Siemens takes high ground in CT with fast gantry, better software


Rotation sets new industry benchmark at 0.37 secondCT just got faster and safer. Siemens Medical Solutions has developed x-ray tube technology that allows faster gantry rotation and tube cooling, optimized data reconstruction

Rotation sets new industry benchmark at 0.37 second

CT just got faster and safer. Siemens Medical Solutions has developed x-ray tube technology that allows faster gantry rotation and tube cooling, optimized data reconstruction algorithms, and automated x-ray dose calculations. The improvements are part of Siemens' new Speed4D offering, which will be formally launched as part of the company's Sensation 16 product line Nov. 9 to 12 at the American Heart Association annual meeting in Orlando, FL, and Nov. 30 to Dec. 5 at the RSNA meeting.

Systems equipped with Speed4D are in production and will begin shipping early next year, according to Bernd Ohnesorge, Ph.D., vice president of worldwide marketing for Siemens' CT division. Systems with the improved x-ray tube are already shipping. The availability of these enhancements should boost the price of Siemens' Sensation scanners, which has dipped along with other premium CTs in recent months below the million-dollar mark. Premium CT scanners have traditionally sold for around $1.1 million to $1.2 million.

"We have seen rapid drops in prices, but we believe this will stabilize those prices at higher levels," Ohnesorge said. "With this improvement in technology, we are providing the customer more performance for the amount of money that is perceived as the standard for a cutting-edge machine."

Speed4D is already operating at about 20 sites, where Siemens and its customers have been evaluating the new technology. Five are in the U.S. Most applications have been in cardiology, where the advanced tube technology, fast gantry rotation, and reconstruction software have combined to allow not only static but dynamic volumetric reconstructions. The technology has other applications, particularly in trauma.

"In whole-body scanning, it increases the volume coverage and particularly reduces breath-hold time as it improves temporal resolution," Ohnesorge said. "It can cover the entire chest at highest resolution in as few as six seconds."

Vendors have been steadily chipping away at the rotational speed of CT, which dropped from 0.75 second, when quadslice scanners were introduced five years ago, to 0.4 second a year ago, a milestone Toshiba first achieved with its Aquilion-class scanner.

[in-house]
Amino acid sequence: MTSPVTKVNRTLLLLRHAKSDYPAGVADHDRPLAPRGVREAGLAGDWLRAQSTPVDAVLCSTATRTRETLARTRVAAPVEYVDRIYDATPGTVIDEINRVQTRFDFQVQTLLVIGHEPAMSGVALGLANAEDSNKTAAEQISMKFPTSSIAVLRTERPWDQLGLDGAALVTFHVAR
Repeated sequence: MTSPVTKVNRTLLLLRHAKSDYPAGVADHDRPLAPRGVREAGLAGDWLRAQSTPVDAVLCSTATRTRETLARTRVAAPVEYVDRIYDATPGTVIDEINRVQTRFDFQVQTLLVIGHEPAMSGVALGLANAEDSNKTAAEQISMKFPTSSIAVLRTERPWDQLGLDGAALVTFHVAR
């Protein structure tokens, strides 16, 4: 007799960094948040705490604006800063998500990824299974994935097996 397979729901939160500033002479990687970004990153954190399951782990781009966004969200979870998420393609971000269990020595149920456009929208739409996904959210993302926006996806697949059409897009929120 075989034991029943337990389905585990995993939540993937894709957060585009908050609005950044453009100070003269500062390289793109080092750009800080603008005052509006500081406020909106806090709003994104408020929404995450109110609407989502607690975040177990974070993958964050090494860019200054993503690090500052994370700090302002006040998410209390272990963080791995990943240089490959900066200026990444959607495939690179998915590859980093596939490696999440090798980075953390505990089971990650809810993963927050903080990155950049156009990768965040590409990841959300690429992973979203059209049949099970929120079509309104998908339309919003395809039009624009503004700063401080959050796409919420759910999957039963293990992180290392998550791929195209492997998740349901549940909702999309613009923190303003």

The problem that has stood in the way of even faster speeds has not been the mechanical systems that spin the gantry so much as the ability of x-ray tubes to withstand the gravitational forces exerted on them. Compact design helps make Siemens' Straton tube robust enough for the company to take the next step in speed, allowing 0.37-second gantry rotation.

The new tube design has other advantages as well. Locating the bearings outside the vacuum allows the anode to be directly cooled, sloughing off 5 million heat units per minute. Even at maximum load, the tube cools faster than the time to the next procedure, according to the company, contributing to increased throughput. The compact design also supports a longer life compared with other CT tubes, Ohnesorge said.

Automated reconstruction allows complex data sets to be processed rapidly. The Workstream4D software optimizes data reconstruction to achieve speeds up to 10 images per second in real-time mode and up to five per second in full conebeam imaging. Data from up to 24 phases of the cardiac cycle can be assimilated in minutes. Workstream4D also helps radiologists deal with data overload. Direct 3D reconstruction, using a predefined series of image planes, captures all the data obtained in as many as 2000 slices, according to Ohnesorge.

The final piece to Siemens' new CT puzzle is CARE Dose4D, an enhanced version of the Combined Applications to Reduce Exposure package residing on the company's high-end CT scanners for several years. The upgraded version analyzes the cross-sectional anatomy of patients in real-time and adjusts the x-ray dose to balance image quality and dose for different body densities in the head, chest, abdomen, and extremities. Initial clinical experience with CARE Dose4D has achieved a 66% dose savings.

These components together have created a synergy that promotes image quality, minimizes patient dose, and extends clinical use to the most demanding applications, according to Ohnesorge.

"We believe that just adding more slices at this time doesn't make sense without looking for advances in workflow and tube technology that help better manage the data," he said. "We believe that this technology is the basis and prerequisite for moving forward."

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